The tallest tale of Amer­i­can music

Lantern The­ater presents Steve H. Broad­nax III and Charles Dumas’s Me and the Devil

In
4 minute read
Actor Lawrence Stallings wears a shirt, pants, and suspenders on a smoky, red-lit stage with a wooden floor and backdrop
Lawrence Stallings plays devilishly skilled guitarist Robert Johnson. (Photo by Mark Garvin.)

Lantern Theater Company resumes in-person performances later this year, but in the meantime, the company’s fall season launches with a pair of original digital offerings. The first, Me and the Devil, dramatizes one of the tallest tales in the history of American music.

Even those unschooled in the blues have probably heard the legend of Robert Johnson (1911-1938), often considered the greatest guitarist of all time. Regarded as a middling musician in his youth, he returned to the Mississippi Delta with a profound talent that defied all logic, leading some to believe he sold his soul to the devil in exchange for his newfound prowess. His early death only bolstered this myth; he’s also an early member of the so-called “27 Club.”

Toe-to-toe with Satan

Embodied here by Broadway veteran Lawrence Stallings, Robert flatly rejects the supernatural connection. “The devil don’t make the blues,” he tells the audience at the juke joint where he performs, between swigs of whiskey that might have been poisoned. “Life make the blues.” Yet cocreators Steve H. Broadnax III and Charles Dumas take the Faustian bargain at face value, and the next hour unfolds as a court proceeding in the underworld, with Lucifer (voiced by Broadnax with subtle vocal modifications) acting as his own advocate.

Johnson argues that their agreement should be voided. The devil promised that in exchange for damnation, he would become the most famous and well-regarded bluesman alive. In life, at least, he never reached that pinnacle; a planned engagement at Carnegie Hall that would’ve brought him notoriety beyond the southern circuit was curtailed by his death. The few records he made before his passing had not yet become the classics they are today.

It’s a compelling premise, and the framing device of Johnson going toe-to-toe with Satan underlines both the ambition and foolhardiness that supposedly characterized him in life. But the play itself dips quickly into static territory as both defendant and magistrate call a host of witnesses that will testify to Johnson’s worthiness for salvation. After an exhilarating start that includes swinging music and Mephistophelian mischief, the action settles into bland courtroom drama.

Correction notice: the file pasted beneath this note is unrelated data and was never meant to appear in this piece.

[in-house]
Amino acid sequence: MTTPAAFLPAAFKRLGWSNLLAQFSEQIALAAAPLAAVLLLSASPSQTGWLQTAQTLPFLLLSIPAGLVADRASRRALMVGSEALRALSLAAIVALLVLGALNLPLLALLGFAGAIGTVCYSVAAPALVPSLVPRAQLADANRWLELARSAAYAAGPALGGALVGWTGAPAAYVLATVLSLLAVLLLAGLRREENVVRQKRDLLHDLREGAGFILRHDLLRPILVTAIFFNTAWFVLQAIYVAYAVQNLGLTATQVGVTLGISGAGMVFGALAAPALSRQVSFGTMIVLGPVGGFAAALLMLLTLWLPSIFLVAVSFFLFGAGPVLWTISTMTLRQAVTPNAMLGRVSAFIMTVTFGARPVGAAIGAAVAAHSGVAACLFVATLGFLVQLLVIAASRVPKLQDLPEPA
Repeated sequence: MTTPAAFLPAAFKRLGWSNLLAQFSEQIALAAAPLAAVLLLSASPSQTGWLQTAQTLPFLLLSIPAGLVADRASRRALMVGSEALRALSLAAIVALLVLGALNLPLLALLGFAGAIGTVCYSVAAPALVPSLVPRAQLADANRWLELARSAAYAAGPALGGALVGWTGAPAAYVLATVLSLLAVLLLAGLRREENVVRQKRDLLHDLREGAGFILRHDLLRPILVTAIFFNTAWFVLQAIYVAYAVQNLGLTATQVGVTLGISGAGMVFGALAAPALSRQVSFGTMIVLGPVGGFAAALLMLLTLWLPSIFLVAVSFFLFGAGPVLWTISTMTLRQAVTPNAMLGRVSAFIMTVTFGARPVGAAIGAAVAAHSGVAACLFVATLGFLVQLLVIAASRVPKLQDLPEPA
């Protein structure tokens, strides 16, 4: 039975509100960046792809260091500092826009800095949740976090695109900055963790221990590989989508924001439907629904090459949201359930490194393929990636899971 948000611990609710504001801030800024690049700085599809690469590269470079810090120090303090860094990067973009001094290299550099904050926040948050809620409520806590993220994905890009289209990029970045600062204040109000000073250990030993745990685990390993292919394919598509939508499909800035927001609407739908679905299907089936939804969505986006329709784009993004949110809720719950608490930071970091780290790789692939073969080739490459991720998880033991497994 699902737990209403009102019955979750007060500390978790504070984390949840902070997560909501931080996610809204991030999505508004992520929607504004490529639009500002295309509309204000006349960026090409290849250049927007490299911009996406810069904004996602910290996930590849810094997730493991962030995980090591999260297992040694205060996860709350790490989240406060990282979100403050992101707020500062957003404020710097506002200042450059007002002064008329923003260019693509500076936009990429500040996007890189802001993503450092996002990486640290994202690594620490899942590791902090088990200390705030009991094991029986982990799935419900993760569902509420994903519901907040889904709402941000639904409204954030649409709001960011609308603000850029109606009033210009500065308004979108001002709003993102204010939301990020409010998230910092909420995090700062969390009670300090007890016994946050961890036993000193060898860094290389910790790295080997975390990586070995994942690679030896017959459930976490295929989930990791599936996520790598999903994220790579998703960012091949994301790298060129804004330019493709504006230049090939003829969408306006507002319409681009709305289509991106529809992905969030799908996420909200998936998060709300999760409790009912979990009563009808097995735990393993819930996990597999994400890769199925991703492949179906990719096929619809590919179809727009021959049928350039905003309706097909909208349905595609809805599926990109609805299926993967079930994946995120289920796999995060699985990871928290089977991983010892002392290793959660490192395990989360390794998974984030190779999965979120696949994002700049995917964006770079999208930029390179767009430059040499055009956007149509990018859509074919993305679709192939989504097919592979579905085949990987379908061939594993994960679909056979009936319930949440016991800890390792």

Stallings plays every role here convincingly, differentiating his Johnson—charming, hot-headed, and convinced that fame is his birthright—from the scores of associates who either wish him well or ill. But the process is repetitive and slightly hokey. One of Johnson’s stepfathers regards him with warmth; another calls him worthless and lazy. A fellow musician remembers the youthful Robert as so untalented that audience members begged him to stop playing. A former lover still carries the torch even though she knows he took up with other women.

Focus needed

There are also moments that deserve greater focus. Johnson’s brother-in-law recounts how, in the musician’s prefame days, he lost his first wife and their baby to distress in childbirth. The trauma of this event clearly had a profound effect on Robert, one that could be used to justify why he’d sell his soul so eagerly, but it remains underexplored. Likewise, the details surrounding Johnson’s actual death, dispatched in a flash, feel cheaply handled.

Women don’t receive much focus, either. Although we hear from both of Johnson’s stepfathers, his mother, Julia Ann, is never seen. When Stallings plays Johnson’s jilted lover Willie Mae, he does so not only with pearls and a jaunty hat, but with overstated feminine caricature; it undercuts the potential poignancy of her narrative. It seems an odd choice not to use Ebony Pullum for this role; billed as “The Woman” in the credits, the Barrymore-winning actor’s sole function here is to hand Johnson a drink in the first scene.

Where anguish really lives

The physical production, under Broadnax’s direction, is solidly rendered, with particularly vivid lighting by Shon Causer that evokes the pulse of a juke joint and the heat of Hell. Tight closeups capture Johnson’s unique finger-picking style, recreated by guitar stand-in James Herb Smith. Stallings’s vocals are closer to Broadway than blues, though, and a bit more verisimilitude would have been welcome.

Bartered souls and shadowy tricksters hold an enduring lure in our collective imagination. Yet in its most successful moments, Me and the Devil suggests that the greatest anguish, the soul’s darkest night, lives inside each person, not in the fear of some fiery pit. I wish that existential bargain took center stage more often.

What, When, Where

Me and the Devil. By Steve H. Broadnax III and Charles Dumas, directed by Broadnax. Lantern Theater Company. Streaming on demand through October 17, 2021. $20 per single ticket or $35 for a digital season pass. (215) 829-0395 or lanterntheater.org.

Accessibility

Me and the Devil is closed-captioned.

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